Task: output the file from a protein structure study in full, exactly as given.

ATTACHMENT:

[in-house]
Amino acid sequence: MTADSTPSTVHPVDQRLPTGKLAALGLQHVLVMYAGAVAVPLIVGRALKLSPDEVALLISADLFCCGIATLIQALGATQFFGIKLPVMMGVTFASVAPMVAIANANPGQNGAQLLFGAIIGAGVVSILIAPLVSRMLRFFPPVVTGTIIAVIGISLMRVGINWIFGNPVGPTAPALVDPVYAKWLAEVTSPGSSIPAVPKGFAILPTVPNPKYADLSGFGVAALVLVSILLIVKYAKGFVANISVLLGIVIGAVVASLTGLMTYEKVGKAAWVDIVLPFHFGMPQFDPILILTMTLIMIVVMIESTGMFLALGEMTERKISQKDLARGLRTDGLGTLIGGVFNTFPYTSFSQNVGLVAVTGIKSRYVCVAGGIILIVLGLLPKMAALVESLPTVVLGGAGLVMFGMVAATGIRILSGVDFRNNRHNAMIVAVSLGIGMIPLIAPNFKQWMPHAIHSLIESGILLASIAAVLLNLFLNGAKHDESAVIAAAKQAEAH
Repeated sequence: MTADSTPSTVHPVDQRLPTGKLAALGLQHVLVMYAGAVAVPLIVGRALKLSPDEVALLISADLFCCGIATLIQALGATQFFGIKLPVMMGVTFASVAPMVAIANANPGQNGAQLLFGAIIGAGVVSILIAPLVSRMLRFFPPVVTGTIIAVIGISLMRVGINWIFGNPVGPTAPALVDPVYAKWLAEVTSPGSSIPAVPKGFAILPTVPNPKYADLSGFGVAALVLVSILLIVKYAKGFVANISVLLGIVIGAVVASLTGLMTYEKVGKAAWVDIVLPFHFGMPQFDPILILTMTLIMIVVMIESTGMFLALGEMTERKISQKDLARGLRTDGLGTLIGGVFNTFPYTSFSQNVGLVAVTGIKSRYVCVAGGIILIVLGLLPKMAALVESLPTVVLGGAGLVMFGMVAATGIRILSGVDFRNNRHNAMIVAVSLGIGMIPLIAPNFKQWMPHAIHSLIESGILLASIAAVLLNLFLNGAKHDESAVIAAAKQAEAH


[in-house]
Amino acid sequence: MTADSTPSTVHPVDQRLPTGKLAALGLQHVLVMYAGAVAVPLIVGRALKLSPDEVALLISADLFCCGIATLIQALGATQFFGIKLPVMMGVTFASVAPMVAIANANPGQNGAQLLFGAIIGAGVVSILIAPLVSRMLRFFPPVVTGTIIAVIGISLMRVGINWIFGNPVGPTAPALVDPVYAKWLAEVTSPGSSIPAVPKGFAILPTVPNPKYADLSGFGVAALVLVSILLIVKYAKGFVANISVLLGIVIGAVVASLTGLMTYEKVGKAAWVDIVLPFHFGMPQFDPILILTMTLIMIVVMIESTGMFLALGEMTERKISQKDLARGLRTDGLGTLIGGVFNTFPYTSFSQNVGLVAVTGIKSRYVCVAGGIILIVLGLLPKMAALVESLPTVVLGGAGLVMFGMVAATGIRILSGVDFRNNRHNAMIVAVSLGIGMIPLIAPNFKQWMPHAIHSLIESGILLASIAAVLLNLFLNGAKHDESAVIAAAKQAEAH
Repeated sequence: MTADSTPSTVHPVDQRLPTGKLAALGLQHVLVMYAGAVAVPLIVGRALKLSPDEVALLISADLFCCGIATLIQALGATQFFGIKLPVMMGVTFASVAPMVAIANANPGQNGAQLLFGAIIGAGVVSILIAPLVSRMLRFFPPVVTGTIIAVIGISLMRVGINWIFGNPVGPTAPALVDPVYAKWLAEVTSPGSSIPAVPKGFAILPTVPNPKYADLSGFGVAALVLVSILLIVKYAKGFVANISVLLGIVIGAVVASLTGLMTYEKVGKAAWVDIVLPFHFGMPQFDPILILTMTLIMIVVMIESTGMFLALGEMTERKISQKDLARGLRTDGLGTLIGGVFNTFPYTSFSQNVGLVAVTGIKSRYVCVAGGIILIVLGLLPKMAALVESLPTVVLGGAGLVMFGMVAATGIRILSGVDFRNNRHNAMIVAVSLGIGMIPLIAPNFKQWMPHAIHSLIESGILLASIAAVLLNLFLNGAKHDESAVIAAAKQAEAH